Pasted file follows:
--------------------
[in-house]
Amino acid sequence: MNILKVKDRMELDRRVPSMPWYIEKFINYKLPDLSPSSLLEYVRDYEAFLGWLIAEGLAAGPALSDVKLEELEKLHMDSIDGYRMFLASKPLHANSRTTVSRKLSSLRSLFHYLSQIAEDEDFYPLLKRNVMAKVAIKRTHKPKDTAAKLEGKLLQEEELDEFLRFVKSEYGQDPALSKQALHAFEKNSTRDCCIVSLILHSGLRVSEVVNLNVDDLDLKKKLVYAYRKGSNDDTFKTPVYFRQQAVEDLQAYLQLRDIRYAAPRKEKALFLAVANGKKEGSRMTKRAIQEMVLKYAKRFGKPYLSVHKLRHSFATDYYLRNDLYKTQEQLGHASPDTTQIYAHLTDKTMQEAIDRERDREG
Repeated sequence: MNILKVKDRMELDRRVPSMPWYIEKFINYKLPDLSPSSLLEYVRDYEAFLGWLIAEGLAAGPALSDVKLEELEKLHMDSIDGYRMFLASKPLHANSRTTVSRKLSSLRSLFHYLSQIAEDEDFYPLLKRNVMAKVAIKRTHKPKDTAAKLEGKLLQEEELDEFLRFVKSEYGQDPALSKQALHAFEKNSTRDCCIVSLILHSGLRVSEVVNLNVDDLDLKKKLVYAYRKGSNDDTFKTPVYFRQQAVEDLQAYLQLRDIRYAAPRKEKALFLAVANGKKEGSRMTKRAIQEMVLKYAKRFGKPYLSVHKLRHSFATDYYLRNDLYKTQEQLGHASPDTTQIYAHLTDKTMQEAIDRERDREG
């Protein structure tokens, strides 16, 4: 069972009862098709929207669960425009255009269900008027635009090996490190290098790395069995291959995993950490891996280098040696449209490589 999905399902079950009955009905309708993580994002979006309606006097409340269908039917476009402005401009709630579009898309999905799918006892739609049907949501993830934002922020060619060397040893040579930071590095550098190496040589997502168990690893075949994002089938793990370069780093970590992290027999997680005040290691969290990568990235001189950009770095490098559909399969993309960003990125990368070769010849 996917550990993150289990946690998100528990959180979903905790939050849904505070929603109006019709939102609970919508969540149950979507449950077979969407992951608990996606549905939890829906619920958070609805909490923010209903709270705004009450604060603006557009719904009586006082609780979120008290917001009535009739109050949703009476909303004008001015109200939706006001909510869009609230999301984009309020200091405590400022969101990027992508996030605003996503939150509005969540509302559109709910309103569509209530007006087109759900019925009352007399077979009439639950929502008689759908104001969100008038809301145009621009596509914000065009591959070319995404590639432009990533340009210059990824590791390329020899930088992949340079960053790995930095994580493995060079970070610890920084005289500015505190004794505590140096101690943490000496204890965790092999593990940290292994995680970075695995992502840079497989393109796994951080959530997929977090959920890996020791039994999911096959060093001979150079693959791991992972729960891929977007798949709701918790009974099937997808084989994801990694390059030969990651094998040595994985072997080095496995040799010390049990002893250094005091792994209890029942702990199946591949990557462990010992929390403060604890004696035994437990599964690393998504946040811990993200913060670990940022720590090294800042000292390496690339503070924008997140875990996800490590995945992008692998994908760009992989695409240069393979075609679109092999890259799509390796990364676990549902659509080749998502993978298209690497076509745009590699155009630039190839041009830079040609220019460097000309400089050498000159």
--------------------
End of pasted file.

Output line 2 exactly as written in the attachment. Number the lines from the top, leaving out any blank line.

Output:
Amino acid sequence: MNILKVKDRMELDRRVPSMPWYIEKFINYKLPDLSPSSLLEYVRDYEAFLGWLIAEGLAAGPALSDVKLEELEKLHMDSIDGYRMFLASKPLHANSRTTVSRKLSSLRSLFHYLSQIAEDEDFYPLLKRNVMAKVAIKRTHKPKDTAAKLEGKLLQEEELDEFLRFVKSEYGQDPALSKQALHAFEKNSTRDCCIVSLILHSGLRVSEVVNLNVDDLDLKKKLVYAYRKGSNDDTFKTPVYFRQQAVEDLQAYLQLRDIRYAAPRKEKALFLAVANGKKEGSRMTKRAIQEMVLKYAKRFGKPYLSVHKLRHSFATDYYLRNDLYKTQEQLGHASPDTTQIYAHLTDKTMQEAIDRERDREG